In summary, “Land is easy to recognize as a most sound investment. Just look at America’s 100 wealthiest individuals and you will find overwhelmingly the majority are invested in land,” Sartain reports.

Sounds like a good time to look into land ownership for outdoors recreation, hunting or just enjoying a get away place of your own. It may well prove to be the best investment you ever made.

Farm Income Expected to Outpace the Prior 10-Year Average

Net farm income is forecasted to be $95.8 billion, $8 billion above the previous 10-year average. Although the expected net farm income is healthy, it is a 26.6% decrease from 2013′s record forecast of $130.5 billion. Production expenses expected to fall for only the second time in the last 10 years.

Income Forecast Remain Above 10-year Watermark

The 2014 forecast of $95.8 billion is the lowest since 2010, but still 8.35% above the prior 10-year average of $87 billion. Net cash income is forecasted at $101.9 billion, down 21.45% from 2013. Net cash income is expected to decline less than net farm income because it reflected the sale of more than $6 billion in carryover stocks from 2013.

Farm Income 1











Crop Production Value Struggle to Keep Pace With 2013

Value of crop production in 2014 is expected to decline after large gains in 2013. All major crop categories are expected to be effected as a result. Sales receipts and value inventory changes for corn are expected to fall due to large increases in production, suggesting a significant decline in the average price of corn. US wheat’s annual price is expected to drop because of large global yield forecasts and declines in other feed grain prices which have reduced domestic demand. Soybean receipts and value of production are also expected to be down in 2014 due to an expected 19.3% decline in the annual price. The soybean-to-corn-calendar-year price ratio is predicted to be 2.7, suggesting that farmers will shift a considerable number of acres to soybeans in 2014.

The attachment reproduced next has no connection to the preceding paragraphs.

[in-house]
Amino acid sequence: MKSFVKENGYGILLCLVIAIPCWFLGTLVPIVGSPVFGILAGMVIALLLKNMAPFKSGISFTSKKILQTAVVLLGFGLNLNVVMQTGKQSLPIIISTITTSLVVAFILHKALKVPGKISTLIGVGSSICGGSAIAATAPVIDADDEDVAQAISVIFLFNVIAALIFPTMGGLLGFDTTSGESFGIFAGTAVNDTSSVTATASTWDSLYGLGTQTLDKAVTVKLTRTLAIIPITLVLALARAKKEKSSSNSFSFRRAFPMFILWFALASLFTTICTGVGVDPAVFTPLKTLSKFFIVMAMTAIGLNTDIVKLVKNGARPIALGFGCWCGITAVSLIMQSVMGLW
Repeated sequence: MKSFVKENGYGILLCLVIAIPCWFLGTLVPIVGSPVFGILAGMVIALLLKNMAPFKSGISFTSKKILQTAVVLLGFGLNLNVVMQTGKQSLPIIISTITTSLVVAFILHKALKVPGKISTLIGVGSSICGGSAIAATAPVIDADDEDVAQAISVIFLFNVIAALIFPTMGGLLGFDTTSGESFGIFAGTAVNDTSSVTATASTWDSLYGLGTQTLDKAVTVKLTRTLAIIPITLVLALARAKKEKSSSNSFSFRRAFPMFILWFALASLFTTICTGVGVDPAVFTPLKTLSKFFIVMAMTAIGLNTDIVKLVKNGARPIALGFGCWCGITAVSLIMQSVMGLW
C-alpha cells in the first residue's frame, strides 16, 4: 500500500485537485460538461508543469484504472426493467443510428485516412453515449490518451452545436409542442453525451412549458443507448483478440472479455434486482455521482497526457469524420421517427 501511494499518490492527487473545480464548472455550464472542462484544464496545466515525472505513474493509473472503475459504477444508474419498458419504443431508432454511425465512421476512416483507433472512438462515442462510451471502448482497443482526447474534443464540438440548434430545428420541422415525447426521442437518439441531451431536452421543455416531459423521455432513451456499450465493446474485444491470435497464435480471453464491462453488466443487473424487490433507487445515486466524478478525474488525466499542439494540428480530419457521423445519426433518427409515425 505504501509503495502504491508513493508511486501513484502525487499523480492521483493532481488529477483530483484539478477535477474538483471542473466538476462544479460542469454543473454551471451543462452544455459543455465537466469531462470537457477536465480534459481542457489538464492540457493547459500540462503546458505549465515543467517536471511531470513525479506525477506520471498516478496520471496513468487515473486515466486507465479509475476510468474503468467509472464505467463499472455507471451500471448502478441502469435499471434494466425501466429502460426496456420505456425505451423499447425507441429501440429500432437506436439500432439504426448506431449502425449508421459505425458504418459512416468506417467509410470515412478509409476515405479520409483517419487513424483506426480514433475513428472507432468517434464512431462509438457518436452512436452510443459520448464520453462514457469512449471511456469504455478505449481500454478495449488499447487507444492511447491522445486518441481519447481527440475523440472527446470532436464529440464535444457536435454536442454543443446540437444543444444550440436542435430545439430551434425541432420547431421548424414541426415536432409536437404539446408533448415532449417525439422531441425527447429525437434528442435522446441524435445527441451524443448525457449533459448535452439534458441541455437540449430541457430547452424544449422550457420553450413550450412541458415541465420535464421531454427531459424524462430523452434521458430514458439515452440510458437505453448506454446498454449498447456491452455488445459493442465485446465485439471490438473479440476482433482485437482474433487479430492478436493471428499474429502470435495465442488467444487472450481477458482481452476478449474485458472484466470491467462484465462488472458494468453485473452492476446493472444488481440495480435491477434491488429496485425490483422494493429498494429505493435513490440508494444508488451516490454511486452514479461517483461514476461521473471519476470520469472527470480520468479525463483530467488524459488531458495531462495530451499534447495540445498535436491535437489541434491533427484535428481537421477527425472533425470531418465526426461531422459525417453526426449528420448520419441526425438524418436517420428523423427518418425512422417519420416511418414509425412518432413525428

Farm Income 2











Production Expenses Expected to Fall

Production expenses are expected to fall in 2014 for the first time since 2009. Though expenses remain well above what they were in 2012, the decline interrupts what has been a rapid upward movement in expenses increasing 84% in the last 10 years. The three major crop expenses are seeds, fertilizer, and pesticides, are expected to fall a combined $2.9 billion or 4.7%. Fertilizer was the driving force behind the decline. Expected expenses for fertilizer use in 2014 fell $3.1 billion or 12%.


Farmer income remains healthy moving into the 2014 planting season, even amid drastic reductions in crop prices. The volatility of demand and weather play a key role in the development of a crop year, making it difficult to forecast. The USDA makes their forecasts based off of optimal weather conditions; over the past two years, the U.S. has experienced anything but optimal weather.

Posted by on February 12, 2014.

10 Factors That Drive Farmland Value


Here are the big-picture issues that affect the worth of your farm.

Soil type, drainage and location all play into the dollar value of your farmland. But as the agricultural industry becomes more global, so do the factors impacting your farm.

“In agricultural economics, a lot of issues are linked together,” says David Kohl, professor emeritus of agricultural economics at Virginia Tech. “Sometimes you have to take step back, think strategically and connect the dots.”

“People have an intuitive sense of what their land is worth,” says Tim Hopper, chief economist at TIAA-CREF, a financial services and investing organization. Yet to stay ahead of the curve, he says, farmers should think beyond their farm gates. Here is some food for thought on the macro issues that affect your farm’s value.

1. Global population growth 

The world’s population is forecast to reach 9 billion by 2050. While that is a significant increase from the current 7 billion people, Hopper says the key issue is population distribution.

“The areas of the world that have growing populations and caloric needs also have increasing incomes,” he says. But in many of those places, agriculture cannot expand to meet this growing demand. Therefore, productive land in other areas of the world increases in value.

2. Water

Like population, water is not dispersed evenly around the world. Hopper says trade allows us to move products from where we have water to where we need water. “Trade in crops is basically trade in water,” he says.

While water issues are more pronounced in other areas of the world, recent prolonged U.S. drought conditions have made water supply a national hot topic. Kohl says water availability, either through irrigation or drainage, will factor into farmland value. “Top-quality farm ground, with water under it or near it, is a premium,” he says.

3. Wall Street

High farmland returns have attracted the interest of investors, landowners, lenders and operators, adding more competitors at farmland auctions. After 2008, several funds realized a lot of their diversified portfolios weren’t as stable as originally thought, says Bruce Sherrick, University of Illinois professor of agricultural and applied finance.